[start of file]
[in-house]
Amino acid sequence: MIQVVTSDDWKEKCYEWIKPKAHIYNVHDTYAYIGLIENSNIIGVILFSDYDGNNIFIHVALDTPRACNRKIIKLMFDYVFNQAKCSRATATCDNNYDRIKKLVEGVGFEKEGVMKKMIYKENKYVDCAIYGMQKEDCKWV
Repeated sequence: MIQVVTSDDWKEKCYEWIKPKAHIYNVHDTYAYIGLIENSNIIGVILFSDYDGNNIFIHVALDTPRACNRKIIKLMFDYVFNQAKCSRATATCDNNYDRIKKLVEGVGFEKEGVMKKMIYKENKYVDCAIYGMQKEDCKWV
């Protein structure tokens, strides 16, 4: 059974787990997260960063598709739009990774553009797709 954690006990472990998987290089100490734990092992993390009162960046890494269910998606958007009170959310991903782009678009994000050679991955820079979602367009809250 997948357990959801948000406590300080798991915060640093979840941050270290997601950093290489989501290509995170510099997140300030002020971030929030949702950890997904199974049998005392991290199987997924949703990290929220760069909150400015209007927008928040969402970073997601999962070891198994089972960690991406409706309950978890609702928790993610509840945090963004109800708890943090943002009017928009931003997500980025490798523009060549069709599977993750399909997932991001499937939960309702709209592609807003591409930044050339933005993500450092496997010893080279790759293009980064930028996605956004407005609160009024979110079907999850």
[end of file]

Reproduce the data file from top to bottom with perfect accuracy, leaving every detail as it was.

[in-house]
Amino acid sequence: MIQVVTSDDWKEKCYEWIKPKAHIYNVHDTYAYIGLIENSNIIGVILFSDYDGNNIFIHVALDTPRACNRKIIKLMFDYVFNQAKCSRATATCDNNYDRIKKLVEGVGFEKEGVMKKMIYKENKYVDCAIYGMQKEDCKWV
Repeated sequence: MIQVVTSDDWKEKCYEWIKPKAHIYNVHDTYAYIGLIENSNIIGVILFSDYDGNNIFIHVALDTPRACNRKIIKLMFDYVFNQAKCSRATATCDNNYDRIKKLVEGVGFEKEGVMKKMIYKENKYVDCAIYGMQKEDCKWV
């Protein structure tokens, strides 16, 4: 059974787990997260960063598709739009990774553009797709 954690006990472990998987290089100490734990092992993390009162960046890494269910998606958007009170959310991903782009678009994000050679991955820079979602367009809250 997948357990959801948000406590300080798991915060640093979840941050270290997601950093290489989501290509995170510099997140300030002020971030929030949702950890997904199974049998005392991290199987997924949703990290929220760069909150400015209007927008928040969402970073997601999962070891198994089972960690991406409706309950978890609702928790993610509840945090963004109800708890943090943002009017928009931003997500980025490798523009060549069709599977993750399909997932991001499937939960309702709209592609807003591409930044050339933005993500450092496997010893080279790759293009980064930028996605956004407005609160009024979110079907999850």